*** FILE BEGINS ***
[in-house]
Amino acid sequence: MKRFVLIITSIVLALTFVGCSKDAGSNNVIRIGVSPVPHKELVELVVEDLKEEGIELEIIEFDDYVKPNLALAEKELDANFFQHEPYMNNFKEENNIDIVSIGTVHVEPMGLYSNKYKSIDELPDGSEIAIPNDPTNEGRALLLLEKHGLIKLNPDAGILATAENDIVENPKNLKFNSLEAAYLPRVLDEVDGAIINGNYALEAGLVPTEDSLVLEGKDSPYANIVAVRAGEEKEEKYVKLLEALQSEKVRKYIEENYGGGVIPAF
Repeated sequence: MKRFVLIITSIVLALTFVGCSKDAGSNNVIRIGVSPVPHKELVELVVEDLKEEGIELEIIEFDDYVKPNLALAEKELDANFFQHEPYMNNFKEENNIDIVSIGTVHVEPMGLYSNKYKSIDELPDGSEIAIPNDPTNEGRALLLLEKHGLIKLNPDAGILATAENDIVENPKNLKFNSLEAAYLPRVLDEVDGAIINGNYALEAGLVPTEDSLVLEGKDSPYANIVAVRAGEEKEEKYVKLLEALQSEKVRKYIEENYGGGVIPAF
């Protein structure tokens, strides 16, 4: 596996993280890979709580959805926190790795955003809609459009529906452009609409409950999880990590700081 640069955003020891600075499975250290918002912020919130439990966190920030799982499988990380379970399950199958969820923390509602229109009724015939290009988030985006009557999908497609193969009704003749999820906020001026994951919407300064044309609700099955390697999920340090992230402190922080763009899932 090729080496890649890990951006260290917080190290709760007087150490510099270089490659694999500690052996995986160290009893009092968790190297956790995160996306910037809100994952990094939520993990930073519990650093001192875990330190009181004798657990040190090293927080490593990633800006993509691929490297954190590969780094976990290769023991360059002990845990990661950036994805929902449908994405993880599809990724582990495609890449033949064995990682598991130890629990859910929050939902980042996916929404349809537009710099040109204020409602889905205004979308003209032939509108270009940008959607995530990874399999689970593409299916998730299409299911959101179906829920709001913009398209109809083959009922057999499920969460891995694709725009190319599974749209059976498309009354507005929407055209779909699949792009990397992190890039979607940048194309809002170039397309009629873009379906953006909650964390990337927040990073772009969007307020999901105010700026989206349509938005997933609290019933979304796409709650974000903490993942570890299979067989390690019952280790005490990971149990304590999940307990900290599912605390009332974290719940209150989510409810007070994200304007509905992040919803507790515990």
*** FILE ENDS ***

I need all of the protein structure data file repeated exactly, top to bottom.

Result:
[in-house]
Amino acid sequence: MKRFVLIITSIVLALTFVGCSKDAGSNNVIRIGVSPVPHKELVELVVEDLKEEGIELEIIEFDDYVKPNLALAEKELDANFFQHEPYMNNFKEENNIDIVSIGTVHVEPMGLYSNKYKSIDELPDGSEIAIPNDPTNEGRALLLLEKHGLIKLNPDAGILATAENDIVENPKNLKFNSLEAAYLPRVLDEVDGAIINGNYALEAGLVPTEDSLVLEGKDSPYANIVAVRAGEEKEEKYVKLLEALQSEKVRKYIEENYGGGVIPAF
Repeated sequence: MKRFVLIITSIVLALTFVGCSKDAGSNNVIRIGVSPVPHKELVELVVEDLKEEGIELEIIEFDDYVKPNLALAEKELDANFFQHEPYMNNFKEENNIDIVSIGTVHVEPMGLYSNKYKSIDELPDGSEIAIPNDPTNEGRALLLLEKHGLIKLNPDAGILATAENDIVENPKNLKFNSLEAAYLPRVLDEVDGAIINGNYALEAGLVPTEDSLVLEGKDSPYANIVAVRAGEEKEEKYVKLLEALQSEKVRKYIEENYGGGVIPAF
């Protein structure tokens, strides 16, 4: 596996993280890979709580959805926190790795955003809609459009529906452009609409409950999880990590700081 640069955003020891600075499975250290918002912020919130439990966190920030799982499988990380379970399950199958969820923390509602229109009724015939290009988030985006009557999908497609193969009704003749999820906020001026994951919407300064044309609700099955390697999920340090992230402190922080763009899932 090729080496890649890990951006260290917080190290709760007087150490510099270089490659694999500690052996995986160290009893009092968790190297956790995160996306910037809100994952990094939520993990930073519990650093001192875990330190009181004798657990040190090293927080490593990633800006993509691929490297954190590969780094976990290769023991360059002990845990990661950036994805929902449908994405993880599809990724582990495609890449033949064995990682598991130890629990859910929050939902980042996916929404349809537009710099040109204020409602889905205004979308003209032939509108270009940008959607995530990874399999689970593409299916998730299409299911959101179906829920709001913009398209109809083959009922057999499920969460891995694709725009190319599974749209059976498309009354507005929407055209779909699949792009990397992190890039979607940048194309809002170039397309009629873009379906953006909650964390990337927040990073772009969007307020999901105010700026989206349509938005997933609290019933979304796409709650974000903490993942570890299979067989390690019952280790005490990971149990304590999940307990900290599912605390009332974290719940209150989510409810007070994200304007509905992040919803507790515990």